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Thu. July 07, 2022
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Are Western countries responsible for the severity of COVID-19 in LIDC’s?
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Disparities between Western countries and low-income and developing countries (LIDC’s) in terms of the COVID-19 response and vaccine access have shown that the international community needs to make a fundamental change to the prevailing rules and regulations on global public health and how it is protected. The vaccination rate per 100 people in Africa is less than 5, a stark difference from that of the US which currently boasts a vaccination rate of 84 out of 100 individuals. This can be directly attributed to the fact that wealthier countries were able to “pre-order” the vaccine, with the US buying up nearly double the necessary amount for its population. Similarly, the UK bought 4 times the necessary amount and Canada bought nearly 5 times more vaccines than they needed to vaccinate their entire population. Thus, the reason less developed countries have had such a difficult time recovering from the pandemic is because Western countries hoarded vaccines and abandoned their responsibilities as global powers to assist in the recovery of a worldwide crisis. This understanding is furthered by the Carnegie Council for Ethics and International Affairs, which posits that radical inequality is implicated by the institutional rules that give rise to it. With this approach, it becomes clear that an economic order and the inequality it produces is justified by comparing them to feasible alternative institutional schemes and the distribution of wealth internationally. Such conceptions are inconsistent with the prevailing notion on how economic institutions should be best shaped under modern conditions.

Due to the severity of COVID-19 in Latin America, the Caribbean, Southern Europe, and Southern Asia, 255 million people lost their jobs by the end of 2020. Latin America experienced its worst economic contraction in the region’s history, with the economy declining by nearly 7% since the onset of the pandemic. Furthering such decreases in economic advancement is the reduction in financing for emerging and developing economies, which fell by 42% in 2020. Although the World Bank is financing its largest investment project of $160 billion USD, the largest consequences of COVID-19 have already transpired. At the heart of these aid efforts is the quandary of trying to contain the spread of infections while avoiding worse harm in other areas.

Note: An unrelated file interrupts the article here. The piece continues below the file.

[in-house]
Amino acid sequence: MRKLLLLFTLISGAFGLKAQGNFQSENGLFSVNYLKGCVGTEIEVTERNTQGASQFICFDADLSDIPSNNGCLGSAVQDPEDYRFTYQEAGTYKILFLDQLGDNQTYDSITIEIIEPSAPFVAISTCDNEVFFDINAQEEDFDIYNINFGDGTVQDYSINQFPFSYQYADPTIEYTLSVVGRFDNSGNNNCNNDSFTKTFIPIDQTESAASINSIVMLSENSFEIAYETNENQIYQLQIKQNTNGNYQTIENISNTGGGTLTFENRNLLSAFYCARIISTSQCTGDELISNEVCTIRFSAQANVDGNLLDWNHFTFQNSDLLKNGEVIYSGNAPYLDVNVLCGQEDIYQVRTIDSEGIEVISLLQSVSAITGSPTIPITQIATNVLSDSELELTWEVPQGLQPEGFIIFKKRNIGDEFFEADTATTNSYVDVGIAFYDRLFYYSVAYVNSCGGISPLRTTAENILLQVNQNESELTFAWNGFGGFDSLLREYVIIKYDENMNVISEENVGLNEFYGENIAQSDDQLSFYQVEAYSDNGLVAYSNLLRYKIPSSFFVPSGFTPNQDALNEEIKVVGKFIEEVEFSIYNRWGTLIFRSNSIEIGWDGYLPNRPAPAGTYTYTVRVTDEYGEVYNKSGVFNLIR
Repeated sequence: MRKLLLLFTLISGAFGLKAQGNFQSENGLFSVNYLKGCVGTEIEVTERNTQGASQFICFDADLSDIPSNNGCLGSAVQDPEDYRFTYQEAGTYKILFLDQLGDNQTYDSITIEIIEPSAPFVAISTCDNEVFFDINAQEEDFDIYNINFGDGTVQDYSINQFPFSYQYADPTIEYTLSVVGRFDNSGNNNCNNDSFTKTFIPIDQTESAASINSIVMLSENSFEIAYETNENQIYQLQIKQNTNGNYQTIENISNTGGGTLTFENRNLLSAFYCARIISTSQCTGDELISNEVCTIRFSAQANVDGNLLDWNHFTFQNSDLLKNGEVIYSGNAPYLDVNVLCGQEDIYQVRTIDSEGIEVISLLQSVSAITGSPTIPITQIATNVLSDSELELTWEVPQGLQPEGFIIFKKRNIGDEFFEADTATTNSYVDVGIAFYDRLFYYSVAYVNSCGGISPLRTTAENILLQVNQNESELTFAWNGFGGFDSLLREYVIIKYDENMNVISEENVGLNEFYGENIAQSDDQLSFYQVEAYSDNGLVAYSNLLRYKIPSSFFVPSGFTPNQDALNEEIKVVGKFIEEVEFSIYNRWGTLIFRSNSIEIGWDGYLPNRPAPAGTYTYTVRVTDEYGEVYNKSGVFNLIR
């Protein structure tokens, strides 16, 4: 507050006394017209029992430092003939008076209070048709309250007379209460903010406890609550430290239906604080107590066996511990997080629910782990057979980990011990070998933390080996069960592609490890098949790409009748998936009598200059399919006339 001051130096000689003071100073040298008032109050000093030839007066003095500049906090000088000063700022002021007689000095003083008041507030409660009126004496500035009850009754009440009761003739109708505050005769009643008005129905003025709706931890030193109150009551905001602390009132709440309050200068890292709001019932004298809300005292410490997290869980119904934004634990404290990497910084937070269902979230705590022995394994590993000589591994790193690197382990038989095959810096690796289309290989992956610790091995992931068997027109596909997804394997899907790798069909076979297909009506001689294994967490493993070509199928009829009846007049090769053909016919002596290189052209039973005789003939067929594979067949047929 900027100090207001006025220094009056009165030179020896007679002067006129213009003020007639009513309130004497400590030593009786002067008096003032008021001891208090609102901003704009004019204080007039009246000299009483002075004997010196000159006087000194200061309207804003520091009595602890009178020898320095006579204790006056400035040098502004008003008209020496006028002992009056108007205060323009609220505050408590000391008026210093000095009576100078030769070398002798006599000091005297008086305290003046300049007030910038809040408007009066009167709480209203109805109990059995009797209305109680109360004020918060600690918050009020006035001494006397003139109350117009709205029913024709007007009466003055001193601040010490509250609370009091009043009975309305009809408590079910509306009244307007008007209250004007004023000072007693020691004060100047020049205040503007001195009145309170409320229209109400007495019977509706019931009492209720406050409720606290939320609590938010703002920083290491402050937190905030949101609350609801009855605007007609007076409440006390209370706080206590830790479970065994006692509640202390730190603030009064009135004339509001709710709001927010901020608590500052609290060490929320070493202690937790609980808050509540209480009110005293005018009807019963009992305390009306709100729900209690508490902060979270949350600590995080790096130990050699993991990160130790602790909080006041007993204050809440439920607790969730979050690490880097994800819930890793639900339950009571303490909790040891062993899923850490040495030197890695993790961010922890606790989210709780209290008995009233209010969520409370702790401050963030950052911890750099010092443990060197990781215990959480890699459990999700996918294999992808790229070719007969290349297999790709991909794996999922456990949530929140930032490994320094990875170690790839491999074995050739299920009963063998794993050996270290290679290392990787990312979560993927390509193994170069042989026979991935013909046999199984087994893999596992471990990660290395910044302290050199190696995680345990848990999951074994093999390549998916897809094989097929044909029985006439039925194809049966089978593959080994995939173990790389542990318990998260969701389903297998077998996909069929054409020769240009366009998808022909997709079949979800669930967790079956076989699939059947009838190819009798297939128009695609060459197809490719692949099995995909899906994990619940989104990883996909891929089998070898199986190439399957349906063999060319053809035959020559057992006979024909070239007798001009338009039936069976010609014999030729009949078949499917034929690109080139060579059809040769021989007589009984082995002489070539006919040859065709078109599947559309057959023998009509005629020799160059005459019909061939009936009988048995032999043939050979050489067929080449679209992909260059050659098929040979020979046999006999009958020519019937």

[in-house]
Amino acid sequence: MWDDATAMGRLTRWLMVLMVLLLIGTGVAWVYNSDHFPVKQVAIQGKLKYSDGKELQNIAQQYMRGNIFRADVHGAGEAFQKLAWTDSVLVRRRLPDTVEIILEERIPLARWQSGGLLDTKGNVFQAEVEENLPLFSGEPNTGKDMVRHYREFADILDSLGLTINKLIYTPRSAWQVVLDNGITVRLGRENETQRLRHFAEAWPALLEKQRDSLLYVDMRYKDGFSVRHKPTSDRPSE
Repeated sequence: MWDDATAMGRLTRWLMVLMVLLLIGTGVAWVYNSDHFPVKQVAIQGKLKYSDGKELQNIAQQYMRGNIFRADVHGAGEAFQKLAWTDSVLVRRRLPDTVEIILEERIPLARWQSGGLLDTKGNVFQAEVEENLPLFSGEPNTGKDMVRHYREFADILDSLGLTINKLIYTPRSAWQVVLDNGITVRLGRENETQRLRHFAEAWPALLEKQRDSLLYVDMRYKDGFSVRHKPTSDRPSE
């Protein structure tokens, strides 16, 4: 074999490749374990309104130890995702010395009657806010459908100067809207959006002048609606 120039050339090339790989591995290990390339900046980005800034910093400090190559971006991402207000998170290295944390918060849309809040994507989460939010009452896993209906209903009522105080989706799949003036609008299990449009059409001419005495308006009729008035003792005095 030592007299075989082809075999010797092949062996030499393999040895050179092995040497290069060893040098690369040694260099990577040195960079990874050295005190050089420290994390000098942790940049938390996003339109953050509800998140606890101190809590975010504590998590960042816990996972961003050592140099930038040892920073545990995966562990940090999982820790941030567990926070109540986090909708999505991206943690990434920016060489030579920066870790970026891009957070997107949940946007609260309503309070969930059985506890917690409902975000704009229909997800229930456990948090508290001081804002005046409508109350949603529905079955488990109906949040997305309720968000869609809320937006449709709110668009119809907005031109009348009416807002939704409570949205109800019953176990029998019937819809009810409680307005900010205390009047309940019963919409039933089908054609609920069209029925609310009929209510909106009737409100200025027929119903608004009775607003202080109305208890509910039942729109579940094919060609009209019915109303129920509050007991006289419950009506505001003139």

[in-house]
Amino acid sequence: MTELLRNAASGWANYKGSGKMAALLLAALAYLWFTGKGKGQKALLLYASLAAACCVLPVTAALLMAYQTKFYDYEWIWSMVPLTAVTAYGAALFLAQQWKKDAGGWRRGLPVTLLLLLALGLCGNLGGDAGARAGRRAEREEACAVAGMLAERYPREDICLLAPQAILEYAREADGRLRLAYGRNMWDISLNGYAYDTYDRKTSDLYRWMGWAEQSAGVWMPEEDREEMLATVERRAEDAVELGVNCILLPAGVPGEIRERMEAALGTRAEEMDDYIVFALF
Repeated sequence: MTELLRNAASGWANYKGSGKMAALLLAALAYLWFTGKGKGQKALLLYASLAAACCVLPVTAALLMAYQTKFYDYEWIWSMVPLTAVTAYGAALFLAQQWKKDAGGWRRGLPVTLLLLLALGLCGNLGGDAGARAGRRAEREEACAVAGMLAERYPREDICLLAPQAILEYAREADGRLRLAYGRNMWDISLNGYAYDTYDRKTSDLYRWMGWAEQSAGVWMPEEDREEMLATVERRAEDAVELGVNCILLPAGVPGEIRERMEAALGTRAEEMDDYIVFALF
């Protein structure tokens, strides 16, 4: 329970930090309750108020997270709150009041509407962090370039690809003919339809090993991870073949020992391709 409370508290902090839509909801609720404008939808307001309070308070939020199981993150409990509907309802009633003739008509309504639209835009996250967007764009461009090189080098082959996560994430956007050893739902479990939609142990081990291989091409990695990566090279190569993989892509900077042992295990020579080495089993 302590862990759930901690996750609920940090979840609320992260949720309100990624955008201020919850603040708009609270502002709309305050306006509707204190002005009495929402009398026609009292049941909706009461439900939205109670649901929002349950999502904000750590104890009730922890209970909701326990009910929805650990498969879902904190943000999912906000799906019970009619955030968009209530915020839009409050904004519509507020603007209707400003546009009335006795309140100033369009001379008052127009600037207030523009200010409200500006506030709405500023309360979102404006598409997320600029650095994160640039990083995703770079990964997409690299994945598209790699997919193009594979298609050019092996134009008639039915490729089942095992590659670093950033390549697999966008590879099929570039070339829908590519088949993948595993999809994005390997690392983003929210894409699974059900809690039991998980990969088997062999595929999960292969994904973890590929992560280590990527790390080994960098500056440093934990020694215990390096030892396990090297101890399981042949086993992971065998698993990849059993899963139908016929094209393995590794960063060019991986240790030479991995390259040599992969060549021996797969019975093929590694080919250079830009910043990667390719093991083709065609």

Although these multilateral efforts are commendable, much more must be done regarding a post-COVID recovery for these regions. Mainly, efforts must be continued beyond a short-term projection. With the spread of new variants, institutions must engage in longer-term social and economic recovery policies to prevent drastic recessions, food scarcity, and social disorder. The responsibility is on international institutions as they are the overarching forces who wield such financial and legislative capabilities. International institutions must be called upon to:

  1. Uphold commitments and continue support of global health programs seeking to contain the spread of new COVID variants across territories
  2. Extend financial assistance to countries that lack the ability to mitigate the impact of COVID-19 in terms of food security and economic order
  3. Organize and advocate for a gendered response to the pandemic, including initiatives which support gender equality, sexual and reproductive healthcare, and diminish gender-based violence

The COVID-19 pandemic will only be overcome once its socio-economic consequences are mitigated everywhere, meaning drastic actions must be taken by rich countries and international institutions to prevent economic recessions worldwide. Institutions were eager to provide aid in the beginning of the pandemic, but slowly reverted to the status-quo as its impact continued to reverberate worldwide. Furthermore, even with millions in support from the World Bank and IMF, organizations must continue to provide financial backing to support longer-term economic programs for a sustainable recovery.

Aaron Mancus is currently finishing his undergraduate degree in International Affairs at George Washington University.  While writing this article he took from his professional experience in cybersecurity and data analytics.

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